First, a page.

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The novel "Great Expectations" was intended by Charles Dickens as a social commentary on the society of pre-Victorian era England.

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The novel "Great Expectations" was intended by Charles Dickens as a social commentary on the society of pre-Victorian era England. Through his use of intricate characterisation, narratorial perspectives, comprehensive descriptions and the ironic outcomes, Dickens ridicules and thus reflects many key values and attitudes of that society. He shows the importance of class and the prejudices associated with class, the values of society towards women and the attitudes of individuals, as well as the injustices and arbitrary nature of the justice system. Victorian England was a society that valued class distinctions, and this is clearly shown in "Great Expectations" by the variety of characters portrayed and the eventual outcomes of their actions. There were many prejudices associated with class. Upper-class people were treated with more courtesy and society had little respect for the lower classes, often treating them as criminals. This prejudice towards the lower classes is clearly evident in "Great Expectations". Magwitch tells Pip about his trial with Compeyson. ...read more.


The class barriers of Victorian England were supposed to be hard to penetrate, but Dickens uses irony to question that attitude. Estella is shown as an upper-class lady, yet the ending of the book reveals that she has come from the lowest of the low as the daughter of Magwitch and Molly. This ironic situation shows that although class was highly valued, a member of the lower classes by birth can still be passed off as a lady with the right conditions. Justice was another important value of society of that era. Due to the industrialisation and the spreading gap between rich and poor, crime became a major feature of society and so justice was important, however, the justice system was arbitrary, repressive and lacked any real justice. Corruption was rife, as shown by Dickens when Pip first arrives in London and was approached by "a drunken minister of justice (prison gate keeper) to view a trial...for half a crown". ...read more.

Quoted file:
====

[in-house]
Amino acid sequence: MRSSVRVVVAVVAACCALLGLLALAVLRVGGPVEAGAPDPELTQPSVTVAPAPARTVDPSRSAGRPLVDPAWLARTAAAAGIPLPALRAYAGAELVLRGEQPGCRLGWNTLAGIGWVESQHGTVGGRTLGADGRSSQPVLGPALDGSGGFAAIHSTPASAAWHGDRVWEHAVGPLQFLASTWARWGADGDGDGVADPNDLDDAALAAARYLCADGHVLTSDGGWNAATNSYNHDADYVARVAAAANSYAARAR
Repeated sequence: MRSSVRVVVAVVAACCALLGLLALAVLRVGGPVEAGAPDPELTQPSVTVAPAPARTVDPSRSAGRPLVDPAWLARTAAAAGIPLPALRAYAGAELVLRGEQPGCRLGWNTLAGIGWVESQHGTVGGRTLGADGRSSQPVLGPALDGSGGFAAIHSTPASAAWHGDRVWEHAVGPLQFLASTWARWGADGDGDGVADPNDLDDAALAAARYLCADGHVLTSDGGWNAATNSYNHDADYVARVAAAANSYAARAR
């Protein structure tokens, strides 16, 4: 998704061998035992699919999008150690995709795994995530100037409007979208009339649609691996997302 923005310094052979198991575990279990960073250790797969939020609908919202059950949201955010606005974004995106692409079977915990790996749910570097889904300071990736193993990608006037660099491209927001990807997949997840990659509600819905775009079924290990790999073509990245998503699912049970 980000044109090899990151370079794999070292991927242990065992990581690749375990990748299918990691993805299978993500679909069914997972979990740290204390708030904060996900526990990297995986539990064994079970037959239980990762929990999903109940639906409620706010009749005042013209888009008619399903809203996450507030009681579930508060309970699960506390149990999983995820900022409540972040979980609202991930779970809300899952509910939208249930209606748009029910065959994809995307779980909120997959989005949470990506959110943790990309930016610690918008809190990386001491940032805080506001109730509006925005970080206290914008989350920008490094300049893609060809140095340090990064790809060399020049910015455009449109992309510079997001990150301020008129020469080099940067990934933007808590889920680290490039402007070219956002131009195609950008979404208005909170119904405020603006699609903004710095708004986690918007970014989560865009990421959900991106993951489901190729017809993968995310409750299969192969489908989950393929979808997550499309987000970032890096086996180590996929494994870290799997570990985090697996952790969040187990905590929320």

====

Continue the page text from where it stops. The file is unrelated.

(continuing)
In a society where women are controlled by men in all aspects of their lives, this independence is extremely unusual. Dickens portrays Miss Havisham as an evil fairy godmother figure; "she was the strangest lady I have seen...dressed in rich materials...her hair was white. Contradictory to the Victorian ideals and values of women; she is independent and coldhearted. Another conflicting character is Mrs. Joe. She is characterised as dominant and overbearing and at times violent towards Pip and Joe. Both of these characters meet unpleasant ends. Mrs. Joe dies after being violently attacked and Miss Havisham dies after attempting to incinerate herself. The eventual outcomes seem to be reflective of their behaviour; almost deserving such punishment because of what they did in their lifetimes. These two characters can be held as examples to show what should happen to women who go against the values of society, and thus reaffirming those values. Through his characterisation, use of irony and comprehensive descriptions, Dickens has used "Great Expectations" to reflect the values and attitudes of nineteenth century English society towards the treatment of women, the importance of class backgrounds and the legal justice system. ...read more.

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